Mental Health

Grief after bereavement or loss

Most people experience grief when they lose something or someone important to them. If these feelings are affecting your life, there are things you can try that may help.

Support is also available if you're finding it hard to cope with stress, anxiety or depression.

Symptoms of bereavement, grief and loss

Bereavement, grief and loss can cause many different symptoms and they affect people in different ways. There's no right or wrong way to feel.

As well as bereavement, there are other types of loss such as the end of a relationship or losing a job or home.

Some of the most common symptoms include:

  • shock and numbness – this is usually the first reaction to loss, and people often talk about "being in a daze"
  • overwhelming sadness, with lots of crying
  • tiredness or exhaustion
  • anger – towards the person you've lost or the reason for your loss
  • guilt – for example, guilt about feeling angry, about something you said or did not say, or not being able to stop your loved one dying

These feelings may not be there all the time and powerful feelings may appear unexpectedly.

It's not always easy to recognise when bereavement, grief or loss are the reason you're acting or feeling differently.

Things you can try to help with bereavement, grief and loss

Do

  • try talking about your feelings to a friend, family member, health professional or counsellor – you could also contact a support organisation.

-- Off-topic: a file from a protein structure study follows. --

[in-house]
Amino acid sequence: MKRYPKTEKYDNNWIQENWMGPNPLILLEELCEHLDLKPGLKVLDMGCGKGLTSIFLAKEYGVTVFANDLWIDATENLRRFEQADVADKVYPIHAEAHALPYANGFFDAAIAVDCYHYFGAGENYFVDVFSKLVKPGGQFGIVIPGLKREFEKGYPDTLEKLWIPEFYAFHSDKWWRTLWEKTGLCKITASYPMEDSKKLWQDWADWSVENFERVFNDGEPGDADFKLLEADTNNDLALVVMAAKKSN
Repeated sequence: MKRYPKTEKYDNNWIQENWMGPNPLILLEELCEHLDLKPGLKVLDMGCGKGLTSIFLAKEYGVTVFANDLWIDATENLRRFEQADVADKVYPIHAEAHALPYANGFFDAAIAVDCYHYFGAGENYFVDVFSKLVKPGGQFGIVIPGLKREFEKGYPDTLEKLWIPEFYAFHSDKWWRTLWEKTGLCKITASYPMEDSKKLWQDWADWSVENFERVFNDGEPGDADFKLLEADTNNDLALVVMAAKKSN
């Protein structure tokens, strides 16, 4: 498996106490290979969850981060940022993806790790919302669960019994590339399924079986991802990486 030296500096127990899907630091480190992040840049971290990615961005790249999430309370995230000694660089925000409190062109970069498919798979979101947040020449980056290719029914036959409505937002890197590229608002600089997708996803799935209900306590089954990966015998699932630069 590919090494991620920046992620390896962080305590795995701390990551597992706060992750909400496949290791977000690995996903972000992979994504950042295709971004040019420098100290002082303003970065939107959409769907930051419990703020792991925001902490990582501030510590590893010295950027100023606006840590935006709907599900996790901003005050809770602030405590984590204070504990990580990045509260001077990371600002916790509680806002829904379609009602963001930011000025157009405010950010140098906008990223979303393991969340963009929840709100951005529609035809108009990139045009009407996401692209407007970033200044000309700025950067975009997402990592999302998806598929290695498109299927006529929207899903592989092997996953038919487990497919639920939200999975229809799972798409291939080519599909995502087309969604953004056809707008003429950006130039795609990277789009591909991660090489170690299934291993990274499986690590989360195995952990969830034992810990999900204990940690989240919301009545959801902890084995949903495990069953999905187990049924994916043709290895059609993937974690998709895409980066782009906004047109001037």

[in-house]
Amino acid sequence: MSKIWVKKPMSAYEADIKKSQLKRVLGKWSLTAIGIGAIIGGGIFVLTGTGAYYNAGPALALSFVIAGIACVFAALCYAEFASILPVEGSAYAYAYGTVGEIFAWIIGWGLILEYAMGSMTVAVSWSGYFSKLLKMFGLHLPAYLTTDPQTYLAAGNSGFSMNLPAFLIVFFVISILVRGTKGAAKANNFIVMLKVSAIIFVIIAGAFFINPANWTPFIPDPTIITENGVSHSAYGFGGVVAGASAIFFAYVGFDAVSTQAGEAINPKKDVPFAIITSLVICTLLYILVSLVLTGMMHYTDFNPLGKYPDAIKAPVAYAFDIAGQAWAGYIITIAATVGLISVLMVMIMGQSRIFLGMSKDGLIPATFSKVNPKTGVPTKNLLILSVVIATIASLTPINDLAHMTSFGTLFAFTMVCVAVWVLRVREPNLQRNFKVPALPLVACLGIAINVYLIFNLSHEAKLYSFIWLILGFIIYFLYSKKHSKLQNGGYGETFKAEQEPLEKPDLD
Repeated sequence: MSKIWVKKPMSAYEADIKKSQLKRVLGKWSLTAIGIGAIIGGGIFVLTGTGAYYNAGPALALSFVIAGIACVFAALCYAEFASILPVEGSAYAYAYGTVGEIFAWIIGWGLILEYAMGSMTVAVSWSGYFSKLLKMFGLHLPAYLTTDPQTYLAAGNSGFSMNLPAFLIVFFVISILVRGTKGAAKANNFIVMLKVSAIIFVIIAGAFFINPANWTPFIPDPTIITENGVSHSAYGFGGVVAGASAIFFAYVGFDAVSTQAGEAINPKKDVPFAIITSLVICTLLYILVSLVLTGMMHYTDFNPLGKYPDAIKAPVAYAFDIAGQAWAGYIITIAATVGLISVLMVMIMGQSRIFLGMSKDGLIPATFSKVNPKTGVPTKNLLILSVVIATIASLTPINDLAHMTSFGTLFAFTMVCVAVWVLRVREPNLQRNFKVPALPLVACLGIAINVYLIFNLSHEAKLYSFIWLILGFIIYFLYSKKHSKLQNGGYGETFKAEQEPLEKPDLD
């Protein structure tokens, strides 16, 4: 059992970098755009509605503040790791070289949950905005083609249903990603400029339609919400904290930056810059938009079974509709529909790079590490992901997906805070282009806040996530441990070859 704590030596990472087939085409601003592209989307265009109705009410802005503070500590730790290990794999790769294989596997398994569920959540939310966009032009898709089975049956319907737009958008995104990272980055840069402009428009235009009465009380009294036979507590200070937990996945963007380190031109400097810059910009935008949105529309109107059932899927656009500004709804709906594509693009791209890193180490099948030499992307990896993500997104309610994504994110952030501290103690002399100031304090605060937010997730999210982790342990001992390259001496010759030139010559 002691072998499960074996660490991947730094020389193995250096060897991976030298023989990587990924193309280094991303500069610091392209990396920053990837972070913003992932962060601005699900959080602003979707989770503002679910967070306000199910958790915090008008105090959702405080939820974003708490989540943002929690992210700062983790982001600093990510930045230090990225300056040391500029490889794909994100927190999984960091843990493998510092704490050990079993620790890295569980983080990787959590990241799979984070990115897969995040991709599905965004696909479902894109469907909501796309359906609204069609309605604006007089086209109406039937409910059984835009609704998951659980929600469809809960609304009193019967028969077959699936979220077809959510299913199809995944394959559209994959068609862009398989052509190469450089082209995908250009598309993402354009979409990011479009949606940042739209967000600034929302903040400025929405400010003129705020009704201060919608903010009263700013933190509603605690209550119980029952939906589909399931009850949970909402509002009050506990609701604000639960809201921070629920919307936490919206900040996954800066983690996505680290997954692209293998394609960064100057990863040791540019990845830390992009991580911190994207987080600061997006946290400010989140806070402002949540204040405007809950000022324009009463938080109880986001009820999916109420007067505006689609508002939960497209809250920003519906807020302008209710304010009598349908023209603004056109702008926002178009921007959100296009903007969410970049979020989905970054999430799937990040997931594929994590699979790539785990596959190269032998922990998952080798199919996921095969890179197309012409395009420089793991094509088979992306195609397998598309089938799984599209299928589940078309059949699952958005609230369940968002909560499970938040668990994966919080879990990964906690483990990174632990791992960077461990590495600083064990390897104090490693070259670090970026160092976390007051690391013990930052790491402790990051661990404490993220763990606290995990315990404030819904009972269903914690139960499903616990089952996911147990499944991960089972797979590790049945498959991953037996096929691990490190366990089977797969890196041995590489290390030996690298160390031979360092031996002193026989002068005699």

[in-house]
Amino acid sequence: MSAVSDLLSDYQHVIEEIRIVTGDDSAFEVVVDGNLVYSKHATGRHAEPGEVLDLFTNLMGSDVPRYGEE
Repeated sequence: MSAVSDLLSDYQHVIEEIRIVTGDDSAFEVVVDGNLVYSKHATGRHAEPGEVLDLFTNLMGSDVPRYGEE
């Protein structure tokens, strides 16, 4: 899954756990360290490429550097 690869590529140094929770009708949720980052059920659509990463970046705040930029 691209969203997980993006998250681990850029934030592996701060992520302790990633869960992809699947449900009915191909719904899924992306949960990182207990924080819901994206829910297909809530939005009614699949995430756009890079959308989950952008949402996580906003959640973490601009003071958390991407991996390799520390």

• try the 6 ways to feel happier, which are simple lifestyle changes to help you feel more in control and able to cope
  • find out about how to get to sleep if you're struggling to sleep
  • consider peer support, where people use their experiences to help each other.

Don't

  • do not try to do everything at once – set small targets that you can easily achieve
  • do not focus on the things you cannot change – focus your time and energy into helping yourself feel better
  • try not to tell yourself that you're alone – most people feel grief after a loss and support is available
  • try not to use alcohol, cigarettes, gambling or drugs to relieve grief – these can all contribute to poor mental health

Further information and support

You can find further information and support about:

Where to get help for stress, anxiety or depression

Referring yourself for therapy

If you need more support, you can get free psychological therapies such as cognitive behavioural therapy (CBT).

See a GP if:

  • you're struggling to cope with stress, anxiety or a low mood
  • you've had a low mood for more than 2 weeks
  • things you're trying yourself are not helping
  • you would prefer to get a referral from a GP

Ask for an urgent GP appointment if:

  • you need help urgently, but it's not an emergency

Call your local emergency service now if:

  • you or someone you know needs immediate help
  • you have seriously harmed yourself – for example, by taking a drug overdose

A mental health emergency should be taken as seriously as a medical emergency.